I can't recall the last time I enjoyed so much, a movie that has so little! James has an alarmingly bare storyline, an unconvincing romance, over-the-top villains and a wooden hero. But it also has wall-to-wall action picturized with style and that surprisingly carries the movie through.
James(Mohit Ahlawat) has just moved to Mumbai from Goa and with his friend's help, secures a job as a bouncer at one of the most popular discos in the city. Mumbai is under the criminal grip of Shanti Narayan, who has just won the election. His brother, Radhe Narayan, has his eyes on Nisha(Nisha Kothari), a model and when he harasses her at the club, James roughs him up. That makes him go after James.
Mohit in James is not just a hero but a superhero. He swats down the bad guys like they are flies and I don't think he receives even one blow in return - except when he is caught unawares. But his heroics don't contain the gravity-defying leaps or middle-of-the-air twists we see in Vijayakanth films. And they don't involve the Matrix-style gunfights we've seen in movies like Kaante. The fights here are hand-to-hand combats kinda like the fights in Run(1 fight on the street even repeats some of the moves from a similar sequence in Run) that, within the confines of Hindi cinema, seem strangely believable.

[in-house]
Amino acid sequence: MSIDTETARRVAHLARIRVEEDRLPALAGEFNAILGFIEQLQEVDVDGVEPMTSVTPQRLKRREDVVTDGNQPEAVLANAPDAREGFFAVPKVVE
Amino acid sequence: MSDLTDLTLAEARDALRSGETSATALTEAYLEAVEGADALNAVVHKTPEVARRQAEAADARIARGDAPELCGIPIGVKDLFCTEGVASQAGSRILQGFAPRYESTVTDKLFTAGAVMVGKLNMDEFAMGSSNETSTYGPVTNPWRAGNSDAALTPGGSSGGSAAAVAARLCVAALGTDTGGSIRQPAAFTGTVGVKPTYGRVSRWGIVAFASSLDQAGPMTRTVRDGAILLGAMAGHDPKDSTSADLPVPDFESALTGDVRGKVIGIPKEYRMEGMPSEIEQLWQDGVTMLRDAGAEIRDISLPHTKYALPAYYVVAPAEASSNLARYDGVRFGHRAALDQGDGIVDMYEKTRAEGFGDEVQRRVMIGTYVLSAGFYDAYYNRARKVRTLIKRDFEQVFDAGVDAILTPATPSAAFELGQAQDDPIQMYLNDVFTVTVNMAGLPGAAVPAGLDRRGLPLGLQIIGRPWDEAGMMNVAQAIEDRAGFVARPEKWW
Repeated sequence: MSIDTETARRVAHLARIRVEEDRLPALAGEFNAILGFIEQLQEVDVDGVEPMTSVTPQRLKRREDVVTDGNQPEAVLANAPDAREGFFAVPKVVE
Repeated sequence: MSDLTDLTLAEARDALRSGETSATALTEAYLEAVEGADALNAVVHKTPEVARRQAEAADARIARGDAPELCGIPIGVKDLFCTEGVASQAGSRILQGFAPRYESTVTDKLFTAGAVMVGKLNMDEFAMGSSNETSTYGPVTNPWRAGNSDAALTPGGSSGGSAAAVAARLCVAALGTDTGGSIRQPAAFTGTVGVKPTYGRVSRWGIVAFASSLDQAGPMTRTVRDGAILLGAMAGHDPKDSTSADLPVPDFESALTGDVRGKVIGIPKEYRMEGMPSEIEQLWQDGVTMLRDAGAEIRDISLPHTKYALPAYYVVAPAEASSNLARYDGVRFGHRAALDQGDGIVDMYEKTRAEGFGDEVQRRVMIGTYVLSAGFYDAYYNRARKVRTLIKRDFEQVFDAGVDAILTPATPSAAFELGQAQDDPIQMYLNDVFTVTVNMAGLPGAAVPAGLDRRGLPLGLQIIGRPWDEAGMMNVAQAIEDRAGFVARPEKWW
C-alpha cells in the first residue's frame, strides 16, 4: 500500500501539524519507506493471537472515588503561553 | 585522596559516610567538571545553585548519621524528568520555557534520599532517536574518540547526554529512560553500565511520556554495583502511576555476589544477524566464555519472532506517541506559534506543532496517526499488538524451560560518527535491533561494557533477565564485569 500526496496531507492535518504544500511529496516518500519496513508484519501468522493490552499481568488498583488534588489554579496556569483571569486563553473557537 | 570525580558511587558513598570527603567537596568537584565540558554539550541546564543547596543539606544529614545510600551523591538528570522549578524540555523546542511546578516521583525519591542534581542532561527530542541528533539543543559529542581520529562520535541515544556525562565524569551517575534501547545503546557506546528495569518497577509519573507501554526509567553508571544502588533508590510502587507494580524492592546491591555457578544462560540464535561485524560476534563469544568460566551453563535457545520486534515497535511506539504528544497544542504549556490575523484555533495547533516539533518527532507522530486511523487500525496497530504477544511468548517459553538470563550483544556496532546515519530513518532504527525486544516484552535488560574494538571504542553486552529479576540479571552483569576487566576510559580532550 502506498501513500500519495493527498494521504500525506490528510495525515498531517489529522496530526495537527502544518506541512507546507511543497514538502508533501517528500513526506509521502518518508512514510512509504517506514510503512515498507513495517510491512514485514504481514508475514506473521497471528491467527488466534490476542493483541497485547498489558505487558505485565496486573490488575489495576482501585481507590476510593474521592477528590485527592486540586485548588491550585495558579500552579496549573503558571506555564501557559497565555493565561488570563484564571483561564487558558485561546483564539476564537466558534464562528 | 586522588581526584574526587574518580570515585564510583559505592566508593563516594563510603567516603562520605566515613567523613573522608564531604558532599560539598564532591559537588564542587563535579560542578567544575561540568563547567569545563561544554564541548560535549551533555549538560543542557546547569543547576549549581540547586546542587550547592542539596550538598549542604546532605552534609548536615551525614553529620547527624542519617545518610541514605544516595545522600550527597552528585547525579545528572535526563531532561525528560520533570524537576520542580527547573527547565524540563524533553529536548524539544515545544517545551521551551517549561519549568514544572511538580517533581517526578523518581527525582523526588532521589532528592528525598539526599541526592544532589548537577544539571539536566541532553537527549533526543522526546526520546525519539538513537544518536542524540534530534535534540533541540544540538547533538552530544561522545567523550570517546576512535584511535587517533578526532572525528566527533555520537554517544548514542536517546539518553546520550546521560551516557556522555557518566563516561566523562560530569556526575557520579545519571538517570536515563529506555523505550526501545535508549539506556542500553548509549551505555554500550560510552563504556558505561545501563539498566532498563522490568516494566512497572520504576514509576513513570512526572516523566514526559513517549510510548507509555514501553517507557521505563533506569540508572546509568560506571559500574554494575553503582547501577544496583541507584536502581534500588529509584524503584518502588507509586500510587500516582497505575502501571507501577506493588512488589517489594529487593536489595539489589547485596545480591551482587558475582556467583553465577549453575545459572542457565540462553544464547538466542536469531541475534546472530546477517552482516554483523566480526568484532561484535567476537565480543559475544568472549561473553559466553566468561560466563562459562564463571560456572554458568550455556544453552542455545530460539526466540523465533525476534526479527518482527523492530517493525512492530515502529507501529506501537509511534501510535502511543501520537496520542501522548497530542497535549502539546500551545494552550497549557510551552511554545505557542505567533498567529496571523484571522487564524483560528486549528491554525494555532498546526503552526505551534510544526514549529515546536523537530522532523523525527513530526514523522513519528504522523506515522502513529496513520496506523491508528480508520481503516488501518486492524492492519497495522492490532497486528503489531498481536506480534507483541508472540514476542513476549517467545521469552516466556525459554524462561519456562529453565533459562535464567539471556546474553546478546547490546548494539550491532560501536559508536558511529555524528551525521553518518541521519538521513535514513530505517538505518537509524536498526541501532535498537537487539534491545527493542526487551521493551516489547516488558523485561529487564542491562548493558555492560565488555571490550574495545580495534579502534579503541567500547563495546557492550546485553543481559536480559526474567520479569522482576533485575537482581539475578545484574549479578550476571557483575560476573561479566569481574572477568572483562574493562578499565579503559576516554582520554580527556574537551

Like a John Woo film, James is powered by pure style. If I had kept track, I think more than half the running time of the film would've been in slow motion! Fast cuts and B&W shots are thrown into the mix too. But it works. Every fight is pretty much a well-choreographed dance number. Fists fly, arms flail and bodies fall but it all happens with style and grace. And the variety of locations and props prevents the fights from seeming repetitive. Helping immeasurably is the high-energy background score.
Thats not to say the movie holds our interest every minute. The plot is simply too thin for that to happen. While slo-mo shots work for the fights, they are overused, especially when used on the bad guys while they search for Mohit and Nisha. And the climactic fight seems to drag, maybe because we've had our fill of fights by then.
Mohit Ahlawat is pretty much a robot here. He shows no emotion and speaks at the most a dozen lines. His hands do all the talking. Nisha Kothari seems to be in the Urmila Matgaonkar mould - petite, baby-faced and wearing costumes that leave little to the imagination. The villains try to be menacing but when going up against a superhero, there's not much they can do other than utter threats and then fall to the ground! Rajpal Yadav, as always, grabs our attention in a small cameo.